|Father Gerry Roche at work in Kenya|
Exactly three years and 26 days ago, my sister and I moved to Ireland.
Four months and 11 days later, an event occurred halfway across the globe that would alter the course of our lives in an extraordinary manner.
An Irish missionary priest, named Father Gerry Roche, was killed in the small rural village of Kericho, Kenya.
Before I can begin to connect the dots, I have to give you a bit of background information on my connection to Father Gerry Roche.
As far back as I can remember, a mysterious figure named Father Gerry would send my parents letters from Africa with requests for donations. And no matter how much my parents struggled to take care of their five babies in the Bronx, they always managed to make sure that they sent money to this man that they rarely saw, who spoke of helping people they’d never meet.
My mom told me of one month in particular, when extra household expenses left us short on the rent. We performed a charity gig and it just so happened that we won a raffle for $700: the exact the amount we owed in rent. Relieved, mom went to sleep that night with a peaceful mind, but by the time she woke up in the morning, my Dad had already mailed a check for $700 to Father Gerry in Kenya. He reasoned that “they needed it more than we did.” Amazingly, my mother instantly accepted this gesture of generosity. “I couldn’t even be angry with him. That’s why he’s the man I married.”
It was only while attending Father Gerry’s funeral in December 2009 and witnessing a Church full of grown men and women openly weeping, that I realized how important this man was to so many people.
The way in which Father Gerry met his rest was a particular point of grief for his loved ones. He was stripped naked, tied, and beaten by men wielding machetes and sticks. Much of the Irish media simply recounted the gruesome details of his death, and after a week, it seemed that his life was all but forgotten by everyone except his heartbroken community members.
Something about that did not sit right with us.
So, armed with our trusty HDV camera and a wireless microphone, my sister and I set out to find out who this man was, and to explore why he was so brutally murdered. In the process, we’ve come to learn about a man who built clinics, schools, churches, and farms in the poorest regions of Kenya. About a man who fund-raised his entire life, but never owned more than a few old pairs of shirts and shorts – and one 30 year old cassock. And about a man who challenged authority and who fought for the truth, without regard for the consequences. He also supported marginalized people, including unwed mothers and same-sex couples.
Although the exact reasons for the murder of this man may never be known, we’ve captured opinions and responses from his close confidants and contemporaries that are strong enough to raise questions about the official Kenyan Police record, which classified the death as armed robbery.
Two years ago, I wrote this column
about “the cool sting of rejection” I received from a potential financier because he believed Ireland simply wasn’t “ready” for any story about a good priest. I took it quite personally, and at the time, we were barely able to make rent, so for a while, we simply dropped the project.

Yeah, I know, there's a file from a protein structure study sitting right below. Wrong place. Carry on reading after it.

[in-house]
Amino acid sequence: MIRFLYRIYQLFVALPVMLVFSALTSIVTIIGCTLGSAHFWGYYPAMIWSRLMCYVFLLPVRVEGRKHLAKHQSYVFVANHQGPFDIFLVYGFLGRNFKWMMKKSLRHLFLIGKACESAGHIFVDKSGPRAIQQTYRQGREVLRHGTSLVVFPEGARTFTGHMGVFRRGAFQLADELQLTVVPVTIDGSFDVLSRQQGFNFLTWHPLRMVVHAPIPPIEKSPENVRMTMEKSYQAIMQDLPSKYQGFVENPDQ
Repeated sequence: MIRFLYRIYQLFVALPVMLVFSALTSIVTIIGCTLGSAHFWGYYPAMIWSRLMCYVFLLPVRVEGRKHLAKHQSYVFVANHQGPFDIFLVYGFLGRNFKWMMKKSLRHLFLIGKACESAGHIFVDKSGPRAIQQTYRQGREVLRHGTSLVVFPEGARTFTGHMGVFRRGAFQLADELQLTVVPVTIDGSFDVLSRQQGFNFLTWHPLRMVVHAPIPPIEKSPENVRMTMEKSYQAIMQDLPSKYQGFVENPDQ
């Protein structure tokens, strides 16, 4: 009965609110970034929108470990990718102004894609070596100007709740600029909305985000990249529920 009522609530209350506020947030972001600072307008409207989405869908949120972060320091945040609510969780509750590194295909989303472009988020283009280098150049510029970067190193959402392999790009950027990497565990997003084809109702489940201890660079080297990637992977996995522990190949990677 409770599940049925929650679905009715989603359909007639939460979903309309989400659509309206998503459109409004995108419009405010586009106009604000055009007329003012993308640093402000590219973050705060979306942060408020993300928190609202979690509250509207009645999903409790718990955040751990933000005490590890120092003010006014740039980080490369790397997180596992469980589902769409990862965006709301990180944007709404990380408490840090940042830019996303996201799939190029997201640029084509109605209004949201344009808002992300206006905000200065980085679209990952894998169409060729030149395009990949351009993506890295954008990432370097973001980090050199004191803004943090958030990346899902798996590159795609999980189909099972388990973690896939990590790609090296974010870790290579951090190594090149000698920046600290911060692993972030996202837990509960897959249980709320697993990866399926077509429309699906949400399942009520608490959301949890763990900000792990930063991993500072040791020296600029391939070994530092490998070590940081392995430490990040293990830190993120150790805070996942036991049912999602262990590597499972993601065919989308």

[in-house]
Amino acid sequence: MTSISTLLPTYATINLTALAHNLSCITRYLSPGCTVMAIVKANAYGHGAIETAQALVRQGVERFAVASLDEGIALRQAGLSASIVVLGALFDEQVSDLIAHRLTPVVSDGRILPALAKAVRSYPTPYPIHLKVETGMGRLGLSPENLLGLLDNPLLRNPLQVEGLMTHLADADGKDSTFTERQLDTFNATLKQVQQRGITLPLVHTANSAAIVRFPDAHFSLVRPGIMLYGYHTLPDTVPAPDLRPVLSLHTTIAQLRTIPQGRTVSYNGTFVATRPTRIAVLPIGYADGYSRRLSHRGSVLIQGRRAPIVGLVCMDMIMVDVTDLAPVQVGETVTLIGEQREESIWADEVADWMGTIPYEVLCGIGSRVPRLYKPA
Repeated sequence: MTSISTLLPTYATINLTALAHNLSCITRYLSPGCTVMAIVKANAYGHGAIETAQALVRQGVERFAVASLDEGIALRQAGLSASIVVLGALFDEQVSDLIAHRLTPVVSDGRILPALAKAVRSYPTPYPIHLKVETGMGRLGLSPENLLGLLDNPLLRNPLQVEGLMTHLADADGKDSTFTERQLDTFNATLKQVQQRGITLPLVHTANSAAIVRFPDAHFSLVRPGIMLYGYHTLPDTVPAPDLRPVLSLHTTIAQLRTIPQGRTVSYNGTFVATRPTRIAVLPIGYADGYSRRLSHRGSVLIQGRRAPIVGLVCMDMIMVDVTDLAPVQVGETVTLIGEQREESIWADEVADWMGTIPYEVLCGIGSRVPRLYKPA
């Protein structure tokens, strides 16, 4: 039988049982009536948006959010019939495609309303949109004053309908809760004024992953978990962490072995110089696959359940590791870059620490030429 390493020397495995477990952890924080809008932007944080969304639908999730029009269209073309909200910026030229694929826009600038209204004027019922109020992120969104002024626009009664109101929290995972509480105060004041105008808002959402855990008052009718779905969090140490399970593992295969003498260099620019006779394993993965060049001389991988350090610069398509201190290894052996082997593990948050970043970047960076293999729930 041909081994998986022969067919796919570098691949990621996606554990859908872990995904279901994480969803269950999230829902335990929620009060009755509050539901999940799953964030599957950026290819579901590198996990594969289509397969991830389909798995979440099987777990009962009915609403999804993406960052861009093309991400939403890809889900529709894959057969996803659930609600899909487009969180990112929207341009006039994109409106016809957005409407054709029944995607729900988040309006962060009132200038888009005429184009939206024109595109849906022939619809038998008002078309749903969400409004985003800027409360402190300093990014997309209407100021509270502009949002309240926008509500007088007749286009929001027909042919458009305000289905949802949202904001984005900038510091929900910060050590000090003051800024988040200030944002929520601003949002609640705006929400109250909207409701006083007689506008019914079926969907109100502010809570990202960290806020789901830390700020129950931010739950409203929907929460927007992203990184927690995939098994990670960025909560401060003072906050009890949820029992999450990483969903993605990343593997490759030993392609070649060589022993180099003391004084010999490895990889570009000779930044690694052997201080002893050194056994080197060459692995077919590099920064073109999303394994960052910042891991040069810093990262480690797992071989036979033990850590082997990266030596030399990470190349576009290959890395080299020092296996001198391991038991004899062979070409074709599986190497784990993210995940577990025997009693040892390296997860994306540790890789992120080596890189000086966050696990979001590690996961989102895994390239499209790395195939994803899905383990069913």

Emily Dickinson once famously wrote
“Hope” is the thing with feathers
That perches in the soul
And sings the tune without the words
And never stops at all…
Yet, never, in Extremity,
It asked a crumb of Me."
Hope is indeed the thing with feathers, that sings its tune and never stops, but it is a bit of a cruel mistress. It is often the thing we hope for above all else that we find ourselves losing. Sometimes we just hope for the opportunity to make a movie about a really good man, and we hope to inspire people with the story of his achievements. But a silly little thing like colored paper makes it almost impossible to do so.
Sometimes we hope for somebody to love us so much that we’ll convince ourselves that there is truth in his lies and warmth in his cool embrace. Sometimes, we just hope that God will do us the grace of sparing the lives of our loved ones. But often, despite our good deeds and all of the prayers that we offer up to Hope, she doesn’t provide.
Just as that famous Willa Cather character once admonished, "Don't love it so well, Clark, or it may be taken from you”; we learn to fear hope, because so often its closest companion is disappointment. And yet, Life has a strange way of sending us blessings in exchange for our sorrows. We may lose our loved ones, but the lives of others might be saved
because of what has been learned from that loss. The thing we thought was love may have been nothing of the sort
, but we know what it means to be fooled, and won’t let it happen again. And a wonderful man who dedicated his life to service may have met a terrible fate. But a couple of kids with a camera might come along and find a way to tell his story. And maybe, just maybe, his story will spread, and people will be encouraged to emulate him, and maybe somehow, that’ll help to make the world a better place.
We may as well hope for it.
We’re delighted to report that our documentary film, "A Mighty Man: The Father Gerry Roche Story," will be screened in Dublin at Filmbase in Temple Bar on Thursday, August 30th
. It is available for sale on DVD (please contact firstname.lastname@example.org).